Gouverneur Morris joined the world on March 28, 1790 as the fifth son of a prominent Boston merchant.  His mother, Sarah Marie Morris, died but a few years later after the still-birth of her third daughter and ninth child.  Some of Gouverneur Morris’s biographers attribute Sarah Marie’s death to heartbreak from her first unsuccessful carriage; others point to diseases she might have acquired from the dirty New England hospital in which she attempted to give birth.  Regardless, Sarah Marie’s death when Gouverneur had reached the age of beginning cognizance – four years – may have affected her seventh child for years to come: Gouverneur never married, at one pointing writing to a friend that he feared “the inevitable loss and years of depression” that would follow his wife’s passing (apparently he never considered the possibility that a potential wife would outlive him).

Childhood did not treat Gouverneur Morris kindly.  By the time he reached ten years of age, he had lost three more siblings.  The eldest Morris child – John Winthrow Morris – had moved west, seeking to expand the frontier, but perished in a Native American raid.  Gouverneur’s immediate elder, Jane Morris, died in a fire that engulfed the Morris’s house in 1798.  According to Gouverneur’s later writings, he and Jane were particularly close, brought together by proximity in age and similar emotional responses to Sarah Marie’s death.  Two years later, the youngest Morris (Robert F.) died at the hands of scarlet fever.  This last death treated Gouverneur’s father poorly – the family’s patriarch fell into a deep stupor and turned to the bottle, quickly coming to terrorize the remaining children with his seething anger.  The family soon fell into disarray and in 1805, Gouverneur wrote in his journal “I wish I could escape this wretched family and move west to the frontier or at least move somewhere without pain and shadow of death looming.”

Western Adventures

Escape Gouverneur soon did.  In 1807 he stole some of his father’s money and moved west to Ohio.  But the allure of the frontier quickly wore off.  Gouverneur worked at a sawmill near Cincinnati, the recently incorporated village.  He tired of the drudgery and the hardships of the frontier.  Indian raids were common occurrences; hunger even more so.  The frontier failed to live up to expectations (or perhaps Gouverneur  simply  was not cut out for western life).  At any rate, a “fortunate” letter soon reached him: One evening, late in 1810’s summer, Gouverneur’s father, drunk as usual, mis-stepped on his walk home and tumbled into the river, quickly drowning.  With his father’s temperament consigned to another world, Gouverneur decided to return to Boston.  He decided to pursue a different life course and enrolled at Harvard College in the fall of 1811.

At Harvard, Gouverneur seemed to find himself.  He immersed himself in political studies and became an engaged member of the dying Federalist Party.  Gouverneur’s writing indicated that, during this formative period, he discovered the wonders of the Constitution and the debates surrounding its writing.  Little formal work remains from those years and his journal kept not ideas, but rather amazement and appreciation for the burgeoning republic’s Founding Fathers.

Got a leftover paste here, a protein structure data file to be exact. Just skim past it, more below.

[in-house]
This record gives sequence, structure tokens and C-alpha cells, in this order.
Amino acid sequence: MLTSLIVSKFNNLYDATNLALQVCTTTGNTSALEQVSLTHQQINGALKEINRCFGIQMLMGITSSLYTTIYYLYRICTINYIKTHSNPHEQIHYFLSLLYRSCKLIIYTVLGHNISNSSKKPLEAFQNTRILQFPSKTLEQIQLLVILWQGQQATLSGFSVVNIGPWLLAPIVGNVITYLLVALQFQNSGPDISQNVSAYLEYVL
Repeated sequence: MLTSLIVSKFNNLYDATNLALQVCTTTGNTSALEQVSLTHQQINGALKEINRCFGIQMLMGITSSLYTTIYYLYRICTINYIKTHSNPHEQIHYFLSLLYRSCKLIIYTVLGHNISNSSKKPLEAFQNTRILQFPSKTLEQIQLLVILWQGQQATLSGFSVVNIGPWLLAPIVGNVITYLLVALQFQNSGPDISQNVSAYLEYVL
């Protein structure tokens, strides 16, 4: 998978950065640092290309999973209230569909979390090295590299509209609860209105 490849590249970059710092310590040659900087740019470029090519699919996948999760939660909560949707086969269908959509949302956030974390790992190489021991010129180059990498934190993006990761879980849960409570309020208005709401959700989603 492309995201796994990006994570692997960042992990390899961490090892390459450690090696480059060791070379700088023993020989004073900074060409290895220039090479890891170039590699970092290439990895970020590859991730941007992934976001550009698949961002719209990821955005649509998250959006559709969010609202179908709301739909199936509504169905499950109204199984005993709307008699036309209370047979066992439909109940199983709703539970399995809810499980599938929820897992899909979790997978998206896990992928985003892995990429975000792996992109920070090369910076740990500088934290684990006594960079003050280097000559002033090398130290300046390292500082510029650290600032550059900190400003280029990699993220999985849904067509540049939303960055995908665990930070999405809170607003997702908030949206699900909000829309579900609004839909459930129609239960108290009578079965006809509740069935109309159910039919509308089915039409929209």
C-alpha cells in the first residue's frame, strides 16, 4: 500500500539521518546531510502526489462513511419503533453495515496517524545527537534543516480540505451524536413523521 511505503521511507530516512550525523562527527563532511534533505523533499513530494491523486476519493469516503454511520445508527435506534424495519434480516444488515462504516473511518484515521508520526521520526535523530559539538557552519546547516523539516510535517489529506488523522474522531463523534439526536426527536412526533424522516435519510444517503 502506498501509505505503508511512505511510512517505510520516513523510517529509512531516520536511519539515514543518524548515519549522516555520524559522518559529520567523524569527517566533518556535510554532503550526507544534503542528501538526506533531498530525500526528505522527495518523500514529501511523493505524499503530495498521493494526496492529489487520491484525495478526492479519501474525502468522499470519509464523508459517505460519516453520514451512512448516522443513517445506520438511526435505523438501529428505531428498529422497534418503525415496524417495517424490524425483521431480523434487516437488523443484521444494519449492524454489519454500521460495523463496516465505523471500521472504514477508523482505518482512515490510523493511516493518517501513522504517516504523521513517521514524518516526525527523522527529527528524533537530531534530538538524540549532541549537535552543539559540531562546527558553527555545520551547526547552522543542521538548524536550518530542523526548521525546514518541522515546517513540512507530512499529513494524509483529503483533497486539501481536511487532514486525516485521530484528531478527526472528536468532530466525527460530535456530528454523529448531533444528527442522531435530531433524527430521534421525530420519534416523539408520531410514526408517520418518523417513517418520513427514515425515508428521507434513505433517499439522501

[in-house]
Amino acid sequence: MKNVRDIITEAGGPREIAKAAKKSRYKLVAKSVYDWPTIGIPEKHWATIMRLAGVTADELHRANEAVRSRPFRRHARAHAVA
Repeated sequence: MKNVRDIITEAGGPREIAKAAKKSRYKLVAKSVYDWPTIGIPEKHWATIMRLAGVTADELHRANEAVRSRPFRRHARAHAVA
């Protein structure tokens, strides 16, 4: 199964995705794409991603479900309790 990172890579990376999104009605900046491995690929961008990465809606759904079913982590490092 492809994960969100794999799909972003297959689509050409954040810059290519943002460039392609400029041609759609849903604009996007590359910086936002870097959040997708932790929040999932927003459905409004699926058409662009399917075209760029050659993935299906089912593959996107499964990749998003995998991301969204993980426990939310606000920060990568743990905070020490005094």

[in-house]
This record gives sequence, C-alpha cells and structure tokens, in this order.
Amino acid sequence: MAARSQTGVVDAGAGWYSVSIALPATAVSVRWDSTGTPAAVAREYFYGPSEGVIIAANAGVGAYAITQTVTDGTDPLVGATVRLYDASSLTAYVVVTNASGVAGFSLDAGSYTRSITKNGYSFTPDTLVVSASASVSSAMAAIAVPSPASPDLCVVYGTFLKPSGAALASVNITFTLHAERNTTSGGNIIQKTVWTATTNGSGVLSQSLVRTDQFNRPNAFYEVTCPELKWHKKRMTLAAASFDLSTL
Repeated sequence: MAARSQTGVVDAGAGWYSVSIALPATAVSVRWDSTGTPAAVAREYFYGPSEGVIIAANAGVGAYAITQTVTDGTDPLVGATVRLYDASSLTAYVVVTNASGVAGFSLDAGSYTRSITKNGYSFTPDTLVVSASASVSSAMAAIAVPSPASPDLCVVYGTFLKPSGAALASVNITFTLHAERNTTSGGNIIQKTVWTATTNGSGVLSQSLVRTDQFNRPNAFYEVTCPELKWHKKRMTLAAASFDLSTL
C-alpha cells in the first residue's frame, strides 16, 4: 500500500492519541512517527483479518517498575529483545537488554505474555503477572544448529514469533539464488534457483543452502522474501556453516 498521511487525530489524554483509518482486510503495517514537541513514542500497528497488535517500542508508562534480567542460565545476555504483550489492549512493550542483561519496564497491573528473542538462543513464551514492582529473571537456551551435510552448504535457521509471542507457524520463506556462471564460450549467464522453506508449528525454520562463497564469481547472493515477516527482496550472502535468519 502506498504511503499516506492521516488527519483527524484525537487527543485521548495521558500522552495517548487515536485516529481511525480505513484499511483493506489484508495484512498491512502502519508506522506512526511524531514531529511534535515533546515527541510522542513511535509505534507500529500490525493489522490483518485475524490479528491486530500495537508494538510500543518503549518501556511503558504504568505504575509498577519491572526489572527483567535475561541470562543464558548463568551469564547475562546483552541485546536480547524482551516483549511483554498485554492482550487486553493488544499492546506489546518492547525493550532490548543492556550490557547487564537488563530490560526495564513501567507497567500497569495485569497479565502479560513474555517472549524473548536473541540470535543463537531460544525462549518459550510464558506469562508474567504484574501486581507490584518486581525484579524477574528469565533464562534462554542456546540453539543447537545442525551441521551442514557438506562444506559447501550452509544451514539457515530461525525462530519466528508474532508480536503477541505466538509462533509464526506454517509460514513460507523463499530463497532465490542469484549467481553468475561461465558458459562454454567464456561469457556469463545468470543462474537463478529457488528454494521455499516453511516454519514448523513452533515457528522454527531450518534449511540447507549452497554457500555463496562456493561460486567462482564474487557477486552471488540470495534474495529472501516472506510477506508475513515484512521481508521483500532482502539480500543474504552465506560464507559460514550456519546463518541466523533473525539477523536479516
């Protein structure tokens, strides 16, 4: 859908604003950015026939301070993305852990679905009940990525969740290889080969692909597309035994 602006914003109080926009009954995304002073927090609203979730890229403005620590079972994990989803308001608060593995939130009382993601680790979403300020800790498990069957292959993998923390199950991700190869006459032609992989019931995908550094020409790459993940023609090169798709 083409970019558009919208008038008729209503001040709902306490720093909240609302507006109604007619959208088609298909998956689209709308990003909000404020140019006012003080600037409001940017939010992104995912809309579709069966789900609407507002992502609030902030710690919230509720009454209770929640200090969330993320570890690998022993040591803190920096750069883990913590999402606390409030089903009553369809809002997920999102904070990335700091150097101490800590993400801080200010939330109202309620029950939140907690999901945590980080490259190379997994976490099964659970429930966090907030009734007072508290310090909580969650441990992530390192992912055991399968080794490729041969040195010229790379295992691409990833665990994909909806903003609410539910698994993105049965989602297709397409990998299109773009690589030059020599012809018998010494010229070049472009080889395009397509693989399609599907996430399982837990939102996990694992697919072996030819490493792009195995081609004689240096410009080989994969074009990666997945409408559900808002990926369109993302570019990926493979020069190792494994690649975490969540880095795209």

The War of 1812

After his first full year at Harvard, the War of 1812 broke out.  Gouverneur did not at first join the militia – recalling his sawmill days, he opted instead for the classroom.  But by 1813, Gouverneur felt growing anxiety about the country’s future and enlisted in the Navy where he fought under Oliver Hazard Perry.  Little is known about his time in the Navy.  Perry once mentioned Gouverneur in a formal report and did so with much enthusiasm.  Gouverneur seemed to make a shining impression on his naval compatriots.  Undoubtedly, his shining war moment occurred during the Battle of Lake Erie: He later wrote that “the thrill of flashing guns and the exploding shells could not match the excitement with which my heart beat for I knew that our actions on that day continued the principles of our Forefathers; it was for them we fought – for constitutional principle and for liberty.  To the British we would not surrender.  Each minute – each death I saw – motivated me further to ensure that America would not be collected by the dustbin of history.”

The war’s conclusion allowed Gouverneur to finish his studies at Harvard.  He graduated in 1816 at 26 and immediately began a career in politics.  His education, his last name, and his war heroics (at least what he claimed to be his war heroics) won him a seat in the Massachusetts state assembly.  But there he felt little appreciated and accomplished little.  Writing in his journal, he decried the “hostility with which the old guard treats me.  They fought in the Revolution – I in the second – but my youth precluded them from seriously taking any ideas which I presented.”  Disheartened, Gouverneur Morris forwent reelection after serving two terms and instead took to studying law.  In 1826 he opened a private practice in the city of Boston but it was clear his heart was not in law – “instead of arguing the law in front of some magistrate, I want to set the law and appoint the magistrate.  I want to create, not argue interpretation.”  Politics again beckoned.

Gouvernor Morris and his Politics